It is disappointing to note the posturing of what are called the key industry role players on the subject of taxation of sugar-sweetened beverages (The Mercury, December 7).
By claiming they understand the government’s rationale in combating obesity they fail to distinguish between the ostensible reason for the tax and the real reason for it. The insatiable demand of bloated, socialist governments for revenue is the reason they increasingly apply taxes more and more comprehensively. Sugar tax is just revenue greed.
By their own admission, nutritionists, dieticians and those in the health industry acknowledge that the general public is largely unaware and indifferent in attitude towards sugar taxation legislation. Sales of sugar-saturated soft drinks are as popular as ever, proving that sugar tax is not deterring consumption.
If the government was sincere in wanting to curb obesity it would educate the public on improving its knowledge of healthy nutrition. All processed foods, beer and wine have varying percentages of sugar.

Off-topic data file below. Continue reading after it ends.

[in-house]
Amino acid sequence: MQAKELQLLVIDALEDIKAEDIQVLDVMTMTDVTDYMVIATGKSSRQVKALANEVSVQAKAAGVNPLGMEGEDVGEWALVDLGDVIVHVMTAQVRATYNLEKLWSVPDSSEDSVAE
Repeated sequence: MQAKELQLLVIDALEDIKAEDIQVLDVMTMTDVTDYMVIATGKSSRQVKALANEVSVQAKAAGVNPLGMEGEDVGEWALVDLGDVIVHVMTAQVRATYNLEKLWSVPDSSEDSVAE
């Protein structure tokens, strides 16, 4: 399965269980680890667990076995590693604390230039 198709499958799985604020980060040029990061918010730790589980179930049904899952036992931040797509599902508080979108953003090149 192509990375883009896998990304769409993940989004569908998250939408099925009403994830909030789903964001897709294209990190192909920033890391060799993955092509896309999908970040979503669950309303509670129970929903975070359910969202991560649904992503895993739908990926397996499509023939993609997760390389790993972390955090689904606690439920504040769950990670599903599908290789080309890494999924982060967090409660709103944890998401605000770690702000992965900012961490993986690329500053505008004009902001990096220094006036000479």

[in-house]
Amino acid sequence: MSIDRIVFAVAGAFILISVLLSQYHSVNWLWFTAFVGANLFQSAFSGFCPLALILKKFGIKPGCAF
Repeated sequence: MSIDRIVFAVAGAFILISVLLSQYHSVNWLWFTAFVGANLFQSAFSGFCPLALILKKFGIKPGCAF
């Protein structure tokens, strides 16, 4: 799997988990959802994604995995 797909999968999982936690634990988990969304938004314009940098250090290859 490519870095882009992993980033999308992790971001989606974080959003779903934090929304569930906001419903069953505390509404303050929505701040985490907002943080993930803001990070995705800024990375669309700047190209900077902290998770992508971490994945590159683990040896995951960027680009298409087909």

Besides the government’s greed for more sources of revenue, what needs to be borne in mind is the increasing tendency of governments to regulate lives and lifestyles. The chief characteristic of a Nanny state is excessive regulation and prescription regarding all facets of life. And the way to enforce that is through progressively wider taxation.
George Harrison captured that tendency quite aptly in a verse from his 1966 song Taxman:
“If you drive a car, I’ll tax your street; If you try to sit I’ll tax your seat; If you get too cold, I’ll tax your heat; If you take a walk, I’ll tax your feet.”